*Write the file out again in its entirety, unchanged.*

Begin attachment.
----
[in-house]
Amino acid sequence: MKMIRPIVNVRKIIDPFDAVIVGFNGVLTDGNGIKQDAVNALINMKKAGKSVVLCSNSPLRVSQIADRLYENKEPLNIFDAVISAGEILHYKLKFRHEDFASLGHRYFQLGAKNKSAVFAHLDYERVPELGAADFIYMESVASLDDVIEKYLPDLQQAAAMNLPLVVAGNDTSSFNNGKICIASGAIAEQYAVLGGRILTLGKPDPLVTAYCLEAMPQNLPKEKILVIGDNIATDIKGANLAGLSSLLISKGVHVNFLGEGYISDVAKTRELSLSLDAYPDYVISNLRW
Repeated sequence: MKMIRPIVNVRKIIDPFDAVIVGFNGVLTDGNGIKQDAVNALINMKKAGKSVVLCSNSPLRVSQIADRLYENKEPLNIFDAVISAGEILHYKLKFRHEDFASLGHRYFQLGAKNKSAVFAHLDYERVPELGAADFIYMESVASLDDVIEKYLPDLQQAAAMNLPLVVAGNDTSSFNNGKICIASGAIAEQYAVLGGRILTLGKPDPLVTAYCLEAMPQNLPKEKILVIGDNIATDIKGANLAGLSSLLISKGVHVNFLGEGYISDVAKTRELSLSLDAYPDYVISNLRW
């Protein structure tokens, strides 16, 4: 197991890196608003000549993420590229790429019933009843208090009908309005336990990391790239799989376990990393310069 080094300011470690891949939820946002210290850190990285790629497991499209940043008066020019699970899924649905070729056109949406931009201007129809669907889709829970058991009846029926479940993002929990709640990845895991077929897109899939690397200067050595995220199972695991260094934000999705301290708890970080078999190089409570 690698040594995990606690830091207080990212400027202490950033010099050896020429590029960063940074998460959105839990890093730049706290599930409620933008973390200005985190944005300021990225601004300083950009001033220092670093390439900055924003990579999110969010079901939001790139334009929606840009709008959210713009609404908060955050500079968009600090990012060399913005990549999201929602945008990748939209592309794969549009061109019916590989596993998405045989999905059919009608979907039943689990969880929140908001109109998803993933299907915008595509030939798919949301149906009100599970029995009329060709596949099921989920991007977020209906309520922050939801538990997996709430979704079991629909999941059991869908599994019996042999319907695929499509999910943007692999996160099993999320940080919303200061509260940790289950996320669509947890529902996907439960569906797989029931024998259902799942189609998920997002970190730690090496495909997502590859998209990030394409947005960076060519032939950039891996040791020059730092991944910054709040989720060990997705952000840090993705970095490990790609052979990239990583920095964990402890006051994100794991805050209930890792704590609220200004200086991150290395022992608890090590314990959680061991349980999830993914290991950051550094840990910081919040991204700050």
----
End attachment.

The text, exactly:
[in-house]
Amino acid sequence: MKMIRPIVNVRKIIDPFDAVIVGFNGVLTDGNGIKQDAVNALINMKKAGKSVVLCSNSPLRVSQIADRLYENKEPLNIFDAVISAGEILHYKLKFRHEDFASLGHRYFQLGAKNKSAVFAHLDYERVPELGAADFIYMESVASLDDVIEKYLPDLQQAAAMNLPLVVAGNDTSSFNNGKICIASGAIAEQYAVLGGRILTLGKPDPLVTAYCLEAMPQNLPKEKILVIGDNIATDIKGANLAGLSSLLISKGVHVNFLGEGYISDVAKTRELSLSLDAYPDYVISNLRW
Repeated sequence: MKMIRPIVNVRKIIDPFDAVIVGFNGVLTDGNGIKQDAVNALINMKKAGKSVVLCSNSPLRVSQIADRLYENKEPLNIFDAVISAGEILHYKLKFRHEDFASLGHRYFQLGAKNKSAVFAHLDYERVPELGAADFIYMESVASLDDVIEKYLPDLQQAAAMNLPLVVAGNDTSSFNNGKICIASGAIAEQYAVLGGRILTLGKPDPLVTAYCLEAMPQNLPKEKILVIGDNIATDIKGANLAGLSSLLISKGVHVNFLGEGYISDVAKTRELSLSLDAYPDYVISNLRW
């Protein structure tokens, strides 16, 4: 197991890196608003000549993420590229790429019933009843208090009908309005336990990391790239799989376990990393310069 080094300011470690891949939820946002210290850190990285790629497991499209940043008066020019699970899924649905070729056109949406931009201007129809669907889709829970058991009846029926479940993002929990709640990845895991077929897109899939690397200067050595995220199972695991260094934000999705301290708890970080078999190089409570 690698040594995990606690830091207080990212400027202490950033010099050896020429590029960063940074998460959105839990890093730049706290599930409620933008973390200005985190944005300021990225601004300083950009001033220092670093390439900055924003990579999110969010079901939001790139334009929606840009709008959210713009609404908060955050500079968009600090990012060399913005990549999201929602945008990748939209592309794969549009061109019916590989596993998405045989999905059919009608979907039943689990969880929140908001109109998803993933299907915008595509030939798919949301149906009100599970029995009329060709596949099921989920991007977020209906309520922050939801538990997996709430979704079991629909999941059991869908599994019996042999319907695929499509999910943007692999996160099993999320940080919303200061509260940790289950996320669509947890529902996907439960569906797989029931024998259902799942189609998920997002970190730690090496495909997502590859998209990030394409947005960076060519032939950039891996040791020059730092991944910054709040989720060990997705952000840090993705970095490990790609052979990239990583920095964990402890006051994100794991805050209930890792704590609220200004200086991150290395022992608890090590314990959680061991349980999830993914290991950051550094840990910081919040991204700050």